April 26, 2012 - Updated on January 20, 2016

US sanctions on Iranian and Syrian entities and individuals for monitoring and tracking dissidents online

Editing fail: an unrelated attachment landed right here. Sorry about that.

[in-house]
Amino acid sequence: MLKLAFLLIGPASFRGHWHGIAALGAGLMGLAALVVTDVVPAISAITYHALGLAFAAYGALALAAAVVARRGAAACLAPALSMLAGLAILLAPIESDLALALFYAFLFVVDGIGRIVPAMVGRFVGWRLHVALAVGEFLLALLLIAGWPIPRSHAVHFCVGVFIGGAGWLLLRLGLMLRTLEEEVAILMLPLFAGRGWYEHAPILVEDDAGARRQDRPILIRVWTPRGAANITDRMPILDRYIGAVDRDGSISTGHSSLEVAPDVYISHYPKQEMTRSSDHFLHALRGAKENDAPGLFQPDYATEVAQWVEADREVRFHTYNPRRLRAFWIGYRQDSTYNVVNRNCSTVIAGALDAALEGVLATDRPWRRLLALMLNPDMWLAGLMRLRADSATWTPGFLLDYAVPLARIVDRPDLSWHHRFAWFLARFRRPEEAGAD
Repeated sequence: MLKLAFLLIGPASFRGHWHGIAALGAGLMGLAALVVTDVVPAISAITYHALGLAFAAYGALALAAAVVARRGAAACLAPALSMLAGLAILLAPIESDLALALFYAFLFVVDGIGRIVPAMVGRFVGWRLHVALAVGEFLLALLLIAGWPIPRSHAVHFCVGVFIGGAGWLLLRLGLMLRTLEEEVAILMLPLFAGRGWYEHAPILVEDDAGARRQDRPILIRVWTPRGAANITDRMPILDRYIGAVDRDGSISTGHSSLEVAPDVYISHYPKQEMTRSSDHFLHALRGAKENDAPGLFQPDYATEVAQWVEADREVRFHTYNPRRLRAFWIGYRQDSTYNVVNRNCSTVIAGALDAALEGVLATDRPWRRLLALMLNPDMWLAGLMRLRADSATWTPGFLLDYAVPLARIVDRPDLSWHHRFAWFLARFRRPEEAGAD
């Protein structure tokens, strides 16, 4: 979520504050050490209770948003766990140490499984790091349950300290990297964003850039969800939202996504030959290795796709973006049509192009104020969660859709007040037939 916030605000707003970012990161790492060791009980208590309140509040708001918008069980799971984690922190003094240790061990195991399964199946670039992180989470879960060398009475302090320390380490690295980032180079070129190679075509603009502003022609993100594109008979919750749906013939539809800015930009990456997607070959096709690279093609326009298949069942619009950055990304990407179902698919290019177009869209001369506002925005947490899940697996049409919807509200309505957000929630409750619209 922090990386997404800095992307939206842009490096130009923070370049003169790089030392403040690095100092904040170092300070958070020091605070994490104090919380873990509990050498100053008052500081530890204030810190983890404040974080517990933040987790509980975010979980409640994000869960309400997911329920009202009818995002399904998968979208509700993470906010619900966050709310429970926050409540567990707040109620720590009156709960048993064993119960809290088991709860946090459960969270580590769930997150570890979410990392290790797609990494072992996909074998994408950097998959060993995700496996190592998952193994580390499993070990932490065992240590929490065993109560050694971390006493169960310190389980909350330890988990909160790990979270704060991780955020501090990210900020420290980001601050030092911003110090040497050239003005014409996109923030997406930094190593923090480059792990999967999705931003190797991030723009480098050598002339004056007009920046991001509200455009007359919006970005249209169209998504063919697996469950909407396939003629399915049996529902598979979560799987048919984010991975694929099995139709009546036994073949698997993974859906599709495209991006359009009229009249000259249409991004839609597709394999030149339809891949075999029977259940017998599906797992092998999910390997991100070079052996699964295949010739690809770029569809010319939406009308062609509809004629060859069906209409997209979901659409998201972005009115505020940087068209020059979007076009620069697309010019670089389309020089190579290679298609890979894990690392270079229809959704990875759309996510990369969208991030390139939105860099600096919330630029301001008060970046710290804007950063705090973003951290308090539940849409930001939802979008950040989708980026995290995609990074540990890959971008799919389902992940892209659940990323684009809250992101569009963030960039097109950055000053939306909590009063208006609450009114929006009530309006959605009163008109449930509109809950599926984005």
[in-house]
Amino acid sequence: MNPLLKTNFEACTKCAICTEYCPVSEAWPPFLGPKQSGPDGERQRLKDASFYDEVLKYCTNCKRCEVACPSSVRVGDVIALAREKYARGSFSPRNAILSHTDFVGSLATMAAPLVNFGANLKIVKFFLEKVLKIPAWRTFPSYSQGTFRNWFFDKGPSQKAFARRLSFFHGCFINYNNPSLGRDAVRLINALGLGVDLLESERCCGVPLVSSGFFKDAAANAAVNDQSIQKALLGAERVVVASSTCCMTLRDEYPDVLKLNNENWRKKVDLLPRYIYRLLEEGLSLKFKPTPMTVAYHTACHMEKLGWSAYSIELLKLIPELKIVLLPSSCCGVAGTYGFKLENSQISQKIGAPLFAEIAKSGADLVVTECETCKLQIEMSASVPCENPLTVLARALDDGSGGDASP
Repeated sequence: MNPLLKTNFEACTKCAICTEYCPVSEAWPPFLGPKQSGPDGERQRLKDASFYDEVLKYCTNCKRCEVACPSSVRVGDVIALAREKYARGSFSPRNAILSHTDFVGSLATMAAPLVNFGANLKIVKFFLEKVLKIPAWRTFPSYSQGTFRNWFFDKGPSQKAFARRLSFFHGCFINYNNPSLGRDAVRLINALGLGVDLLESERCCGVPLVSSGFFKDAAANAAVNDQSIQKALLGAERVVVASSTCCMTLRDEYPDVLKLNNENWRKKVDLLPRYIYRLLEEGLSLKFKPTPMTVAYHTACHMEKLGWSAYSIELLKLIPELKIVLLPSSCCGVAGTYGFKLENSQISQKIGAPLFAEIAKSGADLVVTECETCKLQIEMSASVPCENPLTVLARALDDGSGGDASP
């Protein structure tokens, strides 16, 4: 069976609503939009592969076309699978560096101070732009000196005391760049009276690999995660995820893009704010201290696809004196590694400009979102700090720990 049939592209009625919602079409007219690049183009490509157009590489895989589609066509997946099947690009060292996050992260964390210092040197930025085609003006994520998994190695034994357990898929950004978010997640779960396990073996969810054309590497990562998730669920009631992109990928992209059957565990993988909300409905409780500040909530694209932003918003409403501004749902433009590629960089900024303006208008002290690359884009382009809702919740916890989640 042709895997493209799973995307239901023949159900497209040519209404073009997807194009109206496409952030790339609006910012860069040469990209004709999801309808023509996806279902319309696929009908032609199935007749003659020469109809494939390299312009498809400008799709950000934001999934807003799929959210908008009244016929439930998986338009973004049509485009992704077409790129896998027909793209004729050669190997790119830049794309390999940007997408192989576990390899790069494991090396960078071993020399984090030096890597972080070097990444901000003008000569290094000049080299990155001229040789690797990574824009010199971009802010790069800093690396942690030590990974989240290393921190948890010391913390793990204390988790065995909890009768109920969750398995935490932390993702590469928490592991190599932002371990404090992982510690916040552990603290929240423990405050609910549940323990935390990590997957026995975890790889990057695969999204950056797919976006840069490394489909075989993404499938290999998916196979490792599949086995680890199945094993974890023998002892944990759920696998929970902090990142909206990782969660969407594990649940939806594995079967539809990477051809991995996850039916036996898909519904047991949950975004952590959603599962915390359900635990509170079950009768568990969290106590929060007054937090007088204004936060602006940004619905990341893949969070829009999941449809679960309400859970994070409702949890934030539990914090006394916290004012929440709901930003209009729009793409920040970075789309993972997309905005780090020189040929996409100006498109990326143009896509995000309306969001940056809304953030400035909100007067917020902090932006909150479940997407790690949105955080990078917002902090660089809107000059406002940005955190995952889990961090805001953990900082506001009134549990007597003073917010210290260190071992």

Reporters Without Borders welcomes the executive order that President Barack Obama signed on 23 April imposing new sanctions on those who provide the Syrian and Iranian regimes with “information and communications technology that facilitates computer or network disruption, monitoring, or tracking that could assist in or enable grave rights abuses.” The sanctions, which are to include financial penalties and bans on entering the United States, have been prompted by the use of mobile phone tracking and Internet surveillance in Syria and Iran to identify dissidents, human rights activists and citizen journalists. “These technologies should be in place to empower citizens, not to repress them,” President Obama said, announcing the measures. Reporters Without Borders believes that human rights should be a priority in all negotiations between the US authorities and the Syrian and Iranian regimes. For the time being, only firms, organizations and individuals within Iran and Syria will be sanctioned. But, according to the Washington Post, the US government is also considering sanctions on entities in other countries that provide the two regimes with technology. The US administration has already issued an initial list of targets. They include Syria’s intelligence service and its director, Ali Mamluk, and Iran’s law enforcement organizations, Revolutionary Guard, and intelligence minister, Heydar Moslehi. The Iranian Internet service provider Datak Telecom and the Syrian communications company Syriatel have also been sanctioned. Reporters Without Borders calls on the US authorities to continue to consult with human rights groups and civil society organization in the countries concerned in order to identify countries, entities or individuals that should be targeted. Western companies, including US and European ones, which are complicit in these activities, should not escape the sanctions. In Iran, why not also sanction the communication minister or members of the Supreme Council for Cyber-Space which the Supreme Leader, Ayatollah Ali Khamenei, created in March? In Syria, the mobile operator MTN-Syria should also be targeted. Although this executive order is a step in the right direction, Reporters Without Borders points out that these two countries are not the only ones to use new technology to violate human rights. The sanctions should also apply to other countries that commit this kind of abuse such as Bahrain, a perfect example of a crackdown that succeed thanks to a news blackout made possible by a range of repressive measures, censorship and surveillance. Reporters Without Borders publishes a list of “Enemies of the Internet” each year. As well as Iran and Syria, they include Bahrain, Belarus, Burma, China, Cuba, North Korea, Saudi Arabia, Turkmenistan, Uzbekistan and Vietnam. The surveillance and censorship mechanism established by some of these regimes deserve similar sanctions. At the same time, the United States should continue efforts to provide badly needed censorship circumvention and anonymization tools to Internet users and human rights activists in the countries concerned. Reporters Without Borders urges other governments that care about human rights to take similar measures. Finally, Reporters Without Borders reiterates its opposition to the proposed Cyber Intelligence Sharing and Protection Act of 2011 (CISPA), with its risks of disproportionate online monitoring, and welcomes the White House’s recent threat of a presidential veto if it is adopted by the US congress.